Reuters claims to have newly obtained internal Huawei documents that allegedly show the Chinese networking giant trying to cover up its relationship with Skycom Tech Co Ltd.
Skycom is a central figure in the long-running extradition of Meng Wanzhou, Huawei’s chief financial officer, to the United States.
Wanzhou had been arrested by Canadian authorities at Vancouver airport in December 2018 for alleged sanction busting with Iran and misleading banks – charges which she denies.
Essentially, the United States accuses both Wanzhou and Huawei of conspiring to defraud HSBC and other banks by misrepresenting Huawei’s relationship with Skycom Tech Co Ltd, an alleged front company that operated in Iran.
Huawei has always said that Skycom was a local business partner in Iran, but the US believes it was an unofficial subsidiary used to conceal Huawei’s business in Iran.
And now Reuters has reported that it has proof of the “deep links” between Skycom and Wanzhou.
It alleges that Huawei’s internal documents show how the Chinese tech titan effectively controlled Skycom.
“The documents, reported here for the first time, are part of a trove of internal Huawei and Skycom Iran-related business records – including memos, letters and contractual agreements – that Reuters has reviewed,” said the news agency.
It pointed to one document that described how Huawei scrambled in early 2013 to try to “separate” itself from Skycom out of concern over trade sanctions on Tehran.
Reuters reported that this, plus other documents, allegedly show that Huawei took a series of actions in its business dealings with the country, which at the time was subject to United Nations sanctions.
Its actions allegedly include changing the managers of Skycom, shutting down Skycom’s Tehran office, and forming another business in Iran to secure Skycom contracts worth tens of millions of dollars.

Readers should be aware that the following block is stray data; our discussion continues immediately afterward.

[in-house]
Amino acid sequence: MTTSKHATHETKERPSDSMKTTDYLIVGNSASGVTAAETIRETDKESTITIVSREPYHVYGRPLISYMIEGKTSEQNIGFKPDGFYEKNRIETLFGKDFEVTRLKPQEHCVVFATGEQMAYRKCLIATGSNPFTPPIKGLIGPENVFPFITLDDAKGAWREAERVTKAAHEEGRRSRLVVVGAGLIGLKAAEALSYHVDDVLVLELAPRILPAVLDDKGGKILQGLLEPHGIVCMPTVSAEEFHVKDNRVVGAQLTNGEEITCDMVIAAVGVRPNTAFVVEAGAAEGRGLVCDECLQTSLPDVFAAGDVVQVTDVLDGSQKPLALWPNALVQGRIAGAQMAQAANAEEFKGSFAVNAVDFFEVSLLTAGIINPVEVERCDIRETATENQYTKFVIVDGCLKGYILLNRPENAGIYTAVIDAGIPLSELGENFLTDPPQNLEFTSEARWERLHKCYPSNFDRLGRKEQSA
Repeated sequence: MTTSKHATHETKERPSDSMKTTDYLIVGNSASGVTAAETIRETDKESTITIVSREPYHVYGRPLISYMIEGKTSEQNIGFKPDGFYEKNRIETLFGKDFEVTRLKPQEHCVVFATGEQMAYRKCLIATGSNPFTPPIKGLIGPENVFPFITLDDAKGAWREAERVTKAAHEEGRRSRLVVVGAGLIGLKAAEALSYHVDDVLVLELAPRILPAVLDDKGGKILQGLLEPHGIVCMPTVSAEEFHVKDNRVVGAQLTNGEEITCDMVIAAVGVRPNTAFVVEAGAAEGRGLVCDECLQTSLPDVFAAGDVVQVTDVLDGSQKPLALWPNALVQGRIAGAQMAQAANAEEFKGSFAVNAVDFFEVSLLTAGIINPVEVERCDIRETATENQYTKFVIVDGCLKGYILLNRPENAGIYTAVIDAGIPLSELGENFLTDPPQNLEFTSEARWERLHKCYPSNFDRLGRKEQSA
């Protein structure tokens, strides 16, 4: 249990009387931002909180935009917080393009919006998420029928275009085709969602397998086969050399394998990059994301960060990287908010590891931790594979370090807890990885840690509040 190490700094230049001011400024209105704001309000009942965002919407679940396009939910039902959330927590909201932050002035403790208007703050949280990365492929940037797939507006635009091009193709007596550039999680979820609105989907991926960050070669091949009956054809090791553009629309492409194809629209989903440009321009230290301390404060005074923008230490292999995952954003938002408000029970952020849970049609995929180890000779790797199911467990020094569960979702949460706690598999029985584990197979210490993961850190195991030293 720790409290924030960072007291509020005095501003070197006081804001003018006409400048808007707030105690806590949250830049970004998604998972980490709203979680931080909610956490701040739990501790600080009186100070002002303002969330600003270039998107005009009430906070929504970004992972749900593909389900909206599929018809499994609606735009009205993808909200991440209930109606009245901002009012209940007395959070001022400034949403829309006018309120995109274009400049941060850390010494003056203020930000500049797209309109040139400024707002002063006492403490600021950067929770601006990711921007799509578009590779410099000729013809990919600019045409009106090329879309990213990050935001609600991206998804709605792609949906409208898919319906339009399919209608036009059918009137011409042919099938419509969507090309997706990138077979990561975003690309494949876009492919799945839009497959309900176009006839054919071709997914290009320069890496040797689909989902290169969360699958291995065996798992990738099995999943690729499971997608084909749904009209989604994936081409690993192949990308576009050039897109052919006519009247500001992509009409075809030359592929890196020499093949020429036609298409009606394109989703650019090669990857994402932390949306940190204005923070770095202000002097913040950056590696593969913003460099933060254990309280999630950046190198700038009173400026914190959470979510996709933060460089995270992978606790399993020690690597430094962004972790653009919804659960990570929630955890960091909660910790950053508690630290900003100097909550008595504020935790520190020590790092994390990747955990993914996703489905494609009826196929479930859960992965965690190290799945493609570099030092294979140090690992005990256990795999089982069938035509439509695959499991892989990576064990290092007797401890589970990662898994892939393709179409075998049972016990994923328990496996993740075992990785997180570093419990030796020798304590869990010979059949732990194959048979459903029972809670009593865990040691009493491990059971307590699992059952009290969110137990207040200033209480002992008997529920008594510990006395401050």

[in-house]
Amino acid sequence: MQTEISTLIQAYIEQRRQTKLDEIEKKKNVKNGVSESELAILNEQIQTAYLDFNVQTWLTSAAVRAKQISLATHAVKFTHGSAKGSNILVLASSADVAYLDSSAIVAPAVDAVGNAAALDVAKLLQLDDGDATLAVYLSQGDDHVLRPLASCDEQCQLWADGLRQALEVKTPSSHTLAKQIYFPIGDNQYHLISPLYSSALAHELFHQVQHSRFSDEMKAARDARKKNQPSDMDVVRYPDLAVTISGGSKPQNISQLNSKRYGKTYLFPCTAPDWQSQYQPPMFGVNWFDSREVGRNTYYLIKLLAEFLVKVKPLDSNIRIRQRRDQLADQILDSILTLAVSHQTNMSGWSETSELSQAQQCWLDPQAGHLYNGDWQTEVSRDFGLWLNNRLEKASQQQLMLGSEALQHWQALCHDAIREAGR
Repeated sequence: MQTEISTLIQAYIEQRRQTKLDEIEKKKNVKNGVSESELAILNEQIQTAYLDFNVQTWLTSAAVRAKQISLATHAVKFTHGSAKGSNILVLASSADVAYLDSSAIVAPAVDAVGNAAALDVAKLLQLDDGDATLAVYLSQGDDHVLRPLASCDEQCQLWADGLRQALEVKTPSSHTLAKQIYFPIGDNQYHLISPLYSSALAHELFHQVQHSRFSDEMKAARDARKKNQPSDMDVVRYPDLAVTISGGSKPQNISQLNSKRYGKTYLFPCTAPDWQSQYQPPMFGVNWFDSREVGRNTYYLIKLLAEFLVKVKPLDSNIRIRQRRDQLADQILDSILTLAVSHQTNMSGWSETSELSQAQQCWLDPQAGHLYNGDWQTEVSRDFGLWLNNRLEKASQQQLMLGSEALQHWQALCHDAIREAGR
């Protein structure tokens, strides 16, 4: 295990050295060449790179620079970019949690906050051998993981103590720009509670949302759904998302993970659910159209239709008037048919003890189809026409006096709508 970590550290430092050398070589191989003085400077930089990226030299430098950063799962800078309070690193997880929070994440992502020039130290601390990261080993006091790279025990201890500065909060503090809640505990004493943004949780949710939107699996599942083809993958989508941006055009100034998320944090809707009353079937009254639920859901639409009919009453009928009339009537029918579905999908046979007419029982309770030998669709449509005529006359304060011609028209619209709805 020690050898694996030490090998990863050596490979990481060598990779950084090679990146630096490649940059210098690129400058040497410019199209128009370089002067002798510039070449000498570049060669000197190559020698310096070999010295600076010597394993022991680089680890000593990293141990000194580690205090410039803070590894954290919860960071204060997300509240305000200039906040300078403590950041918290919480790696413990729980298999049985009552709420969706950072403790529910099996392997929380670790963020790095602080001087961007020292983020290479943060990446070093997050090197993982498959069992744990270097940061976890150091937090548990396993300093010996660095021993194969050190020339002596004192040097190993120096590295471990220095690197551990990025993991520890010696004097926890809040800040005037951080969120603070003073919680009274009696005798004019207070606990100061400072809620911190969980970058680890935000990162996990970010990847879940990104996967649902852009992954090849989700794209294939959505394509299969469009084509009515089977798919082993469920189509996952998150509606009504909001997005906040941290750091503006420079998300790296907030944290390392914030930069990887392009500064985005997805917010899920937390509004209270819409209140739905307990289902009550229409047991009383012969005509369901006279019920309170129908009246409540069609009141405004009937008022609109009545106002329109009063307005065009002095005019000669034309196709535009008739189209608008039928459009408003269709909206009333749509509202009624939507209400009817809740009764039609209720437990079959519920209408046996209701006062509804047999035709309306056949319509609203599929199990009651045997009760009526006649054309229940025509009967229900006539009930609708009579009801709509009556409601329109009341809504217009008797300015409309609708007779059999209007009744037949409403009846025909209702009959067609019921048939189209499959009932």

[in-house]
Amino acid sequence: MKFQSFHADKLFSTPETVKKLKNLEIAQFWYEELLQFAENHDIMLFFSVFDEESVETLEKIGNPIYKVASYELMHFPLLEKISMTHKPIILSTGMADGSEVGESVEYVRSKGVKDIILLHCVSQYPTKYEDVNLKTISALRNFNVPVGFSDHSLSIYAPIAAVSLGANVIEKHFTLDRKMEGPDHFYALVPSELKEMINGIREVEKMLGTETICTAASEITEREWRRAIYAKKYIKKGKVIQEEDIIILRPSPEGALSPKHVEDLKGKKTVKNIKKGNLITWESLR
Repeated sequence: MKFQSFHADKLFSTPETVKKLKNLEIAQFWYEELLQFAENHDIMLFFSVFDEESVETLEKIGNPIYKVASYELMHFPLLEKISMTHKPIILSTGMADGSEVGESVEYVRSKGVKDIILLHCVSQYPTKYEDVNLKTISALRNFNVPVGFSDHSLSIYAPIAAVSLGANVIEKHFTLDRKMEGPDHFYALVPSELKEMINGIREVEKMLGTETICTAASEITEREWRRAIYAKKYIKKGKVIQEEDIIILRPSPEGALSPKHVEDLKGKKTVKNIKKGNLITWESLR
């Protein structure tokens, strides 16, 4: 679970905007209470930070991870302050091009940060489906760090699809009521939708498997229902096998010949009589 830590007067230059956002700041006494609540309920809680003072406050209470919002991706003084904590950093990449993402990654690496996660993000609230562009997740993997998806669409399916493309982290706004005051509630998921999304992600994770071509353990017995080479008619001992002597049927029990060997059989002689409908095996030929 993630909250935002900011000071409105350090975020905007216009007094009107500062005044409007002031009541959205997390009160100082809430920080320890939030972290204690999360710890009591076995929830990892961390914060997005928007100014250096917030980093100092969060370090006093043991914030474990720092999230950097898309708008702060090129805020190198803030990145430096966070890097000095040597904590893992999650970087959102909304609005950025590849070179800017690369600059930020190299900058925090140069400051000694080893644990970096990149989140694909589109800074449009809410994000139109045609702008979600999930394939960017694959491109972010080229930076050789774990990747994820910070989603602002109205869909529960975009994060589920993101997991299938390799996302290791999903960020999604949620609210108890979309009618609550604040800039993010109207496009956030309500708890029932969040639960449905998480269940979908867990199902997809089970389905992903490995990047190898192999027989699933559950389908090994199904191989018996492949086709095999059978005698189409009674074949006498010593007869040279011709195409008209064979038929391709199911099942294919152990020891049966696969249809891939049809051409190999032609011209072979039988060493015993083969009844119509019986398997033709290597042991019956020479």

Skycom was registered in Hong Kong and was dissolved in 2017, is also a defendant in the US charges.
At one point, Huawei was a shareholder in Skycom, but according to corporate filings, sold its stake more than a decade ago.
Huawei declined to comment, Reuters reported.
Reuters intervention comes amid the high profile extradition court case of Wanzhou in British Columbia’s Supreme Court in Vancouver.
Last week Associate Chief Justice Heather Holmes ruled that Wanzhou’s extradition to the United States can go forward.
But that court case is not the end of the matter, as her legal team are also challenging whether the Canadian police who arrested her, violated her rights.
This second hearing is currently scheduled for June. Closing arguments are expected in the last week of September and first week of October.
However, even if a Canadian court eventually recommends extradition, it is the Canadian federal justice minister who will make the final decision.
And Wanzhou has multiple chances to appeal, meaning this legal case may drag on for years.
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